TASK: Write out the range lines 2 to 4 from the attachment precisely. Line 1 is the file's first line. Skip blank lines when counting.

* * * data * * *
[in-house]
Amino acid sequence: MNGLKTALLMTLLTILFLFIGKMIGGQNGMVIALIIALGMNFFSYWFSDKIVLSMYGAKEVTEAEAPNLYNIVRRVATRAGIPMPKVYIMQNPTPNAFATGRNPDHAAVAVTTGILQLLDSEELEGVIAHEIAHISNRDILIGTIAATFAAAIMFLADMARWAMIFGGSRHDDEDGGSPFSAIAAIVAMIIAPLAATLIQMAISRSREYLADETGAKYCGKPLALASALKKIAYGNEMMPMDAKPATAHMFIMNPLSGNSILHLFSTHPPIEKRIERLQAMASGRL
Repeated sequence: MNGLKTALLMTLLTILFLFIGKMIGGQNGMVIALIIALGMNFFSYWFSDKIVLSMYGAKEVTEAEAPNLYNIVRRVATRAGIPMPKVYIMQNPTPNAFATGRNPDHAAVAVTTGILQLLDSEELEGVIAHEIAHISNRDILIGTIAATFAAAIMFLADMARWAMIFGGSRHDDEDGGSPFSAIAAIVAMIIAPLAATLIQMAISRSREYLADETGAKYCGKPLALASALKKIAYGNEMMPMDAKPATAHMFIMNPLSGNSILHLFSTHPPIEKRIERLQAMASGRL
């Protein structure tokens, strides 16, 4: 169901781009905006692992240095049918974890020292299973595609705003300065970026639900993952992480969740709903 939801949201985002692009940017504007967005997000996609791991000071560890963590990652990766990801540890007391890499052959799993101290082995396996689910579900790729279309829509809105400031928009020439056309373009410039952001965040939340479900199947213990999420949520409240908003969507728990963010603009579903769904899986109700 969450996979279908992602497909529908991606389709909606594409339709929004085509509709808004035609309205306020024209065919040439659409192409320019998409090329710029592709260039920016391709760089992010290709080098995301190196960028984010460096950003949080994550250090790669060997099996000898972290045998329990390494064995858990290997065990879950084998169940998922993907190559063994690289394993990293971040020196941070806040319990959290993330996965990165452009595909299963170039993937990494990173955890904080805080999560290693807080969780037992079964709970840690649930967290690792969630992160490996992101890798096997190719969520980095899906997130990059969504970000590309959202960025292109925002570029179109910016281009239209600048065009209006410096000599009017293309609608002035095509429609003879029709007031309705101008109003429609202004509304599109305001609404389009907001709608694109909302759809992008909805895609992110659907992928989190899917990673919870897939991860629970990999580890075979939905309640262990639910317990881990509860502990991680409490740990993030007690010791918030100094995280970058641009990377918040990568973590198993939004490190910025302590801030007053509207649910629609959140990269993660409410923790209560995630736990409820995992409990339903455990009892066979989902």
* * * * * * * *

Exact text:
Amino acid sequence: MNGLKTALLMTLLTILFLFIGKMIGGQNGMVIALIIALGMNFFSYWFSDKIVLSMYGAKEVTEAEAPNLYNIVRRVATRAGIPMPKVYIMQNPTPNAFATGRNPDHAAVAVTTGILQLLDSEELEGVIAHEIAHISNRDILIGTIAATFAAAIMFLADMARWAMIFGGSRHDDEDGGSPFSAIAAIVAMIIAPLAATLIQMAISRSREYLADETGAKYCGKPLALASALKKIAYGNEMMPMDAKPATAHMFIMNPLSGNSILHLFSTHPPIEKRIERLQAMASGRL
Repeated sequence: MNGLKTALLMTLLTILFLFIGKMIGGQNGMVIALIIALGMNFFSYWFSDKIVLSMYGAKEVTEAEAPNLYNIVRRVATRAGIPMPKVYIMQNPTPNAFATGRNPDHAAVAVTTGILQLLDSEELEGVIAHEIAHISNRDILIGTIAATFAAAIMFLADMARWAMIFGGSRHDDEDGGSPFSAIAAIVAMIIAPLAATLIQMAISRSREYLADETGAKYCGKPLALASALKKIAYGNEMMPMDAKPATAHMFIMNPLSGNSILHLFSTHPPIEKRIERLQAMASGRL
């Protein structure tokens, strides 16, 4: 169901781009905006692992240095049918974890020292299973595609705003300065970026639900993952992480969740709903 939801949201985002692009940017504007967005997000996609791991000071560890963590990652990766990801540890007391890499052959799993101290082995396996689910579900790729279309829509809105400031928009020439056309373009410039952001965040939340479900199947213990999420949520409240908003969507728990963010603009579903769904899986109700 969450996979279908992602497909529908991606389709909606594409339709929004085509509709808004035609309205306020024209065919040439659409192409320019998409090329710029592709260039920016391709760089992010290709080098995301190196960028984010460096950003949080994550250090790669060997099996000898972290045998329990390494064995858990290997065990879950084998169940998922993907190559063994690289394993990293971040020196941070806040319990959290993330996965990165452009595909299963170039993937990494990173955890904080805080999560290693807080969780037992079964709970840690649930967290690792969630992160490996992101890798096997190719969520980095899906997130990059969504970000590309959202960025292109925002570029179109910016281009239209600048065009209006410096000599009017293309609608002035095509429609003879029709007031309705101008109003429609202004509304599109305001609404389009907001709608694109909302759809992008909805895609992110659907992928989190899917990673919870897939991860629970990999580890075979939905309640262990639910317990881990509860502990991680409490740990993030007690010791918030100094995280970058641009990377918040990568973590198993939004490190910025302590801030007053509207649910629609959140990269993660409410923790209560995630736990409820995992409990339903455990009892066979989902």